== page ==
A journalist’s admiring history of eBay, written with a dated enthusiam for the new economy.
The Web site eBay is quite a phenomenon—the Internet’s flea market cum chat room, where only a few clicks separate Rolex watches from Elvis Presley oven mitts. In addition to the thousand-odd people who work for eBay directly, the New York Times estimates that 75,000 people rely on the site for their livelihood. It is, claims founder Pierre Omidyar, the perfect market—a place where buyers and sellers meet without middlemen and where price fluctuates in concert with supply and demand. Cohen is inclined to agree, viewing Omidyar as a visionary and eBay as an exemplar of the new economy as he traces its evolution from an ad hoc garage-based Web site to a multi-billion-dollar corporation. Because the site began as a hobby, Omidyar designed it to be self-regulating so that, rather than officiate disputes, he created a system of feedback that made both parties dependent on strong reputations. In lieu of customer service, he created bulletin boards that allowed users to answer each other’s questions. The result, claims Cohen, was an Internet community that saw the site both as trading post and social club. Powerful customer loyalty in its early days allowed eBay to win the dominant market position it now enjoys. Unfortunately for Cohen, however, the quirky start-up story covers only the first half of eBay’s history. With an initial public offering that valued the company at $16 billion, eBay became a giant that kept users by buying out competitors rather than improving its own product—not exactly the stuff of a perfect market. But Cohen plugs on undeterred. Although he sees eBay as a philosophically driven experiment in economics, the latter half of The Perfect Store describes a thoroughly ordinary corporation, working to maximize profits and expand operations.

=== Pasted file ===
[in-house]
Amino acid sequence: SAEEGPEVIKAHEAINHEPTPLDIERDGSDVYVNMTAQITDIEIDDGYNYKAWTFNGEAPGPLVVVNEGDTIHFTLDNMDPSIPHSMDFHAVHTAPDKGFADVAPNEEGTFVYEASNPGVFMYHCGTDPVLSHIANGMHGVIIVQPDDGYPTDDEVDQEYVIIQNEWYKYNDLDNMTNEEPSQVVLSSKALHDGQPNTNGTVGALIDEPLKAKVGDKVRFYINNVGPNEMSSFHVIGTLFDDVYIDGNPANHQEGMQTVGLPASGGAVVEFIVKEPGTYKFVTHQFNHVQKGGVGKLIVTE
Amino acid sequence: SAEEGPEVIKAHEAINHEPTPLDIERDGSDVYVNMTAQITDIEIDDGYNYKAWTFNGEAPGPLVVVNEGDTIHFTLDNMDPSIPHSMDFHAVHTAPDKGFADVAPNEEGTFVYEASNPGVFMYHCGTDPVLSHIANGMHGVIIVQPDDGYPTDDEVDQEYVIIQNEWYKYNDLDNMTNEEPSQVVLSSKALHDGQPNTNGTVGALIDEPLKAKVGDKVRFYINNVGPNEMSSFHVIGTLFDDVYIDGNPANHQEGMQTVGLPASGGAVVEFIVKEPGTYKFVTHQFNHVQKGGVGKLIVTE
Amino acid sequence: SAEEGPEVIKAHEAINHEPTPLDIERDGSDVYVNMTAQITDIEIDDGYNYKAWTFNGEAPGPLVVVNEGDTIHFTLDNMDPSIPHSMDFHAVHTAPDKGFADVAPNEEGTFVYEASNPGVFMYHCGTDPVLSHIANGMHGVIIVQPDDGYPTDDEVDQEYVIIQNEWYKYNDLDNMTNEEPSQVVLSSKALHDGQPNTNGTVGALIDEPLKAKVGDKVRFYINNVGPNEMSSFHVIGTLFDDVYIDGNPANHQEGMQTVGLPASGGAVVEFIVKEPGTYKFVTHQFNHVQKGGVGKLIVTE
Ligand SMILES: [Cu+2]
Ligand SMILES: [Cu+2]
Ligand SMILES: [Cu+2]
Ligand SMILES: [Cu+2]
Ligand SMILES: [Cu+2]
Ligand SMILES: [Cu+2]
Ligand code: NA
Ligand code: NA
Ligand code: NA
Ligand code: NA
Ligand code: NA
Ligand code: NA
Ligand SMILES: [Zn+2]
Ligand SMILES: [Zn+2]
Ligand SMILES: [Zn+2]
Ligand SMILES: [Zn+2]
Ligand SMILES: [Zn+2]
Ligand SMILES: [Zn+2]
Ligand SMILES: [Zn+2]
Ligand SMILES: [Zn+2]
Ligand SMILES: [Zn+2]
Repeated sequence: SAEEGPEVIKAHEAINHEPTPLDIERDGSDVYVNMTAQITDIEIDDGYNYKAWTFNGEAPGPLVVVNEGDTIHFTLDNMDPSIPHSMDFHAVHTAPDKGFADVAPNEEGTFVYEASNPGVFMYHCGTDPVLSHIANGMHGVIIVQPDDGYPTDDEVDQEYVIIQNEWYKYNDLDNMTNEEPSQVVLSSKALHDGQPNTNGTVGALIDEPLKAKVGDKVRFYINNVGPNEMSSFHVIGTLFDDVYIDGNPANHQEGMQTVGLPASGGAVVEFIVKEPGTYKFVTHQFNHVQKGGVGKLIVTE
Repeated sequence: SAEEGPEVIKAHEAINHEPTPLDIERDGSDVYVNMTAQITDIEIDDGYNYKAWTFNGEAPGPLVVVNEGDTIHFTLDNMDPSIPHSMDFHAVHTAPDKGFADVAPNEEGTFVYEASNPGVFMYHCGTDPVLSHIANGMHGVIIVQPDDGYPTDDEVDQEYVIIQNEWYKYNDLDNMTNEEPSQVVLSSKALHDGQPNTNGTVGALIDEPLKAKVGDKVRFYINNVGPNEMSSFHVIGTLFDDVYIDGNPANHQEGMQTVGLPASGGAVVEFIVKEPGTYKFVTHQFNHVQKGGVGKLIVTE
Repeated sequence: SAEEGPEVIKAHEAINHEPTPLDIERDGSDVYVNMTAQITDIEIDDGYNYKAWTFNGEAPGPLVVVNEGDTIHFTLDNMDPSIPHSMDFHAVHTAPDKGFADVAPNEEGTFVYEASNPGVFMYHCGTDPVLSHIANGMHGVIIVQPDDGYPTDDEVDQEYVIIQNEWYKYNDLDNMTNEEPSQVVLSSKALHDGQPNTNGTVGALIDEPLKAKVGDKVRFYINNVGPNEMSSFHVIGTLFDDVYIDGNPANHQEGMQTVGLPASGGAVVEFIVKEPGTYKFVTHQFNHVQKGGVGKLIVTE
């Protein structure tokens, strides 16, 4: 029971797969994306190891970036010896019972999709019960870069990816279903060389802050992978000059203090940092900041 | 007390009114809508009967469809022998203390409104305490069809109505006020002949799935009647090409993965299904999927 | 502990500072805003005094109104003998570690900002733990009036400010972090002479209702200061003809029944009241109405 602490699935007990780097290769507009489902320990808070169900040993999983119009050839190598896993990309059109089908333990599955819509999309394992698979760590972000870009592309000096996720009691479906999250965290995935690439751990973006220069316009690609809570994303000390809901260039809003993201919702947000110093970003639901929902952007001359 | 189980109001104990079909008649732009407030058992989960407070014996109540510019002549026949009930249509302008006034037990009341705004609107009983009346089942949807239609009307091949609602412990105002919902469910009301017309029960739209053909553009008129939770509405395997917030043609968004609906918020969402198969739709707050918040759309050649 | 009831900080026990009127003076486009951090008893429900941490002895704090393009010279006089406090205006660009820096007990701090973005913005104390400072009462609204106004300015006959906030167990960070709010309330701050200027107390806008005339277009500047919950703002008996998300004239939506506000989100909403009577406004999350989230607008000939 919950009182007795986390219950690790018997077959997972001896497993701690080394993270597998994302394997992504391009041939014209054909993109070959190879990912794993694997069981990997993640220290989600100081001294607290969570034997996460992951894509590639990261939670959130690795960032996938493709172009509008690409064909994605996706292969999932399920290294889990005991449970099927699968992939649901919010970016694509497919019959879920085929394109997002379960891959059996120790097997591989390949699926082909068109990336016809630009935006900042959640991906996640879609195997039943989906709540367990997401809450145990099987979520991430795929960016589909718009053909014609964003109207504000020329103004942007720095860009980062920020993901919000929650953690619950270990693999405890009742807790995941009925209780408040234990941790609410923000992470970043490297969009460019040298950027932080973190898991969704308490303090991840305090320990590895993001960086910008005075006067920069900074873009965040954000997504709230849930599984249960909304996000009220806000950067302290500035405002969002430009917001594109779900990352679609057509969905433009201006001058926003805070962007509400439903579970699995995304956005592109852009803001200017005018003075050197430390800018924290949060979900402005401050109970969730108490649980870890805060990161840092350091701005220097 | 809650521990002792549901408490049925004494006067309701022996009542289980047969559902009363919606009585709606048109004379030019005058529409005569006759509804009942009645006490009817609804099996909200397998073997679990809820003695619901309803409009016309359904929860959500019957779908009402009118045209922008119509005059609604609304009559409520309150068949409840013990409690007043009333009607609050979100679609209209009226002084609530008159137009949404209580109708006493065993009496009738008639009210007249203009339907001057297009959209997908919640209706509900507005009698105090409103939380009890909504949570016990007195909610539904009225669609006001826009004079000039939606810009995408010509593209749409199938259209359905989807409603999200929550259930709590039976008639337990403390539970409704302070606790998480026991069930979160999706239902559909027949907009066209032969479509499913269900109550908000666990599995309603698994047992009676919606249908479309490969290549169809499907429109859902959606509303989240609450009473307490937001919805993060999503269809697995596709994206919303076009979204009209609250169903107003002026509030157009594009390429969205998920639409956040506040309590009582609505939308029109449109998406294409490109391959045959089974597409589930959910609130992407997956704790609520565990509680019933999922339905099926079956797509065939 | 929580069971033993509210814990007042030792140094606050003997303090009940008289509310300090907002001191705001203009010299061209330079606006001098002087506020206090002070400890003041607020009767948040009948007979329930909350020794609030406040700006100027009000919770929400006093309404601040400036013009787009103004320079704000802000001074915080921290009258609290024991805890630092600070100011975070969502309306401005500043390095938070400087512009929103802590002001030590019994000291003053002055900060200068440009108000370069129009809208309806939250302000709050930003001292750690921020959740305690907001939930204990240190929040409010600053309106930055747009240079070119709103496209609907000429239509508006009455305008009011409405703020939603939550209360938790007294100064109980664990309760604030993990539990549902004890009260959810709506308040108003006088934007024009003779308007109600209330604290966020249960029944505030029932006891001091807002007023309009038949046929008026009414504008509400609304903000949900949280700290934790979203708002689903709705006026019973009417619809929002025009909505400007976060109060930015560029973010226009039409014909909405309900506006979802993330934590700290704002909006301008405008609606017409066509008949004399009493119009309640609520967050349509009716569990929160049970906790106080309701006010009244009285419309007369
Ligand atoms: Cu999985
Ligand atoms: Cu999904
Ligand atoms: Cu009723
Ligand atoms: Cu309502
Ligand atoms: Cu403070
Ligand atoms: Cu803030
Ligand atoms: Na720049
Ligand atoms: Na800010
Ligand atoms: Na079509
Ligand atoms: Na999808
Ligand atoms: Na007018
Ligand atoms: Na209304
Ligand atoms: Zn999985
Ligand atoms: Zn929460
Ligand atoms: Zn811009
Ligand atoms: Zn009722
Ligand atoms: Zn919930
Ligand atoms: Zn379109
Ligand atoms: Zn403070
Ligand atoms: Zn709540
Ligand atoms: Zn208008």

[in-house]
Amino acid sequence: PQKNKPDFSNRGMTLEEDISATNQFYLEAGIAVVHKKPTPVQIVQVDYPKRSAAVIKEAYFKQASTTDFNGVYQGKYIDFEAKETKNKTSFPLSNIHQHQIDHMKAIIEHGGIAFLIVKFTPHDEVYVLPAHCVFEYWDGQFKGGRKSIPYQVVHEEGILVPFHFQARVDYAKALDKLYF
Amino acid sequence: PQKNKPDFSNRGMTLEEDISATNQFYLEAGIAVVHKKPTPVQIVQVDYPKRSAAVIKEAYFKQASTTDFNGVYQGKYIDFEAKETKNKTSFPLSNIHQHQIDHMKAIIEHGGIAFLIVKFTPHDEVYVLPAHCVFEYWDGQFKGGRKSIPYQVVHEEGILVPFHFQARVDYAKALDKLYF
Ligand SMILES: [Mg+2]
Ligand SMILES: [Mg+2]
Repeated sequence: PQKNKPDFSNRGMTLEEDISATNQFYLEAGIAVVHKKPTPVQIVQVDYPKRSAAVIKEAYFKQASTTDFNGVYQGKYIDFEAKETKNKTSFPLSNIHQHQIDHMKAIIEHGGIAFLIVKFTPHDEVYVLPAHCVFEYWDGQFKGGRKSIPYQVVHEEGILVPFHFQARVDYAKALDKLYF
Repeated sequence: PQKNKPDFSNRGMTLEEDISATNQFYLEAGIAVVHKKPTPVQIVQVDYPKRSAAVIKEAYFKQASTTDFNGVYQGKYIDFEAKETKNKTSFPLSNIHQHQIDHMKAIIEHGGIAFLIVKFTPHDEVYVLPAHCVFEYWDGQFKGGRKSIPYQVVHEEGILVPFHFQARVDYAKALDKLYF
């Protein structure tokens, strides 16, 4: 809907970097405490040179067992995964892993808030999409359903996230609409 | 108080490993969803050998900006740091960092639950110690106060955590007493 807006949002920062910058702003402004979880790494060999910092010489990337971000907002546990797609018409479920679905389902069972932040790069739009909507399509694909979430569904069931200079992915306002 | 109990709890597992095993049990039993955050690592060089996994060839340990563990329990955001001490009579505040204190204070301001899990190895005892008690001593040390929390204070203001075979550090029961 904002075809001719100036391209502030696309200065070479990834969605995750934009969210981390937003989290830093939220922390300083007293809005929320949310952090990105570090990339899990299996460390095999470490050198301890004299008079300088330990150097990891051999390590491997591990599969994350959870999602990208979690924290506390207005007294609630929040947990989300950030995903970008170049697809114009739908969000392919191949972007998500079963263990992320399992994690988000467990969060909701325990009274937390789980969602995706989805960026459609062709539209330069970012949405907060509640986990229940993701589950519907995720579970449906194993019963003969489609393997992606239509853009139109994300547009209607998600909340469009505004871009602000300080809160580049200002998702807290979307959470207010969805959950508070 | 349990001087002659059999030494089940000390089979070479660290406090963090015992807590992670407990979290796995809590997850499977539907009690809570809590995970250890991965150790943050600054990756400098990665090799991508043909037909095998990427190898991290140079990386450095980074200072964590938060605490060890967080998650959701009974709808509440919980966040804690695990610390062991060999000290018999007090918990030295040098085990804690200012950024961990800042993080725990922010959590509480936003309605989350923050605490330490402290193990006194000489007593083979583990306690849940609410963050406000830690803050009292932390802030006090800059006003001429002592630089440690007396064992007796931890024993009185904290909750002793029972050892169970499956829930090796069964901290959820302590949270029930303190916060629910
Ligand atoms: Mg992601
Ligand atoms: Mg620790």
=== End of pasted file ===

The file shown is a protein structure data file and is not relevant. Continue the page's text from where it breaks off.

An in-depth, if credulous, look at an Internet pioneer.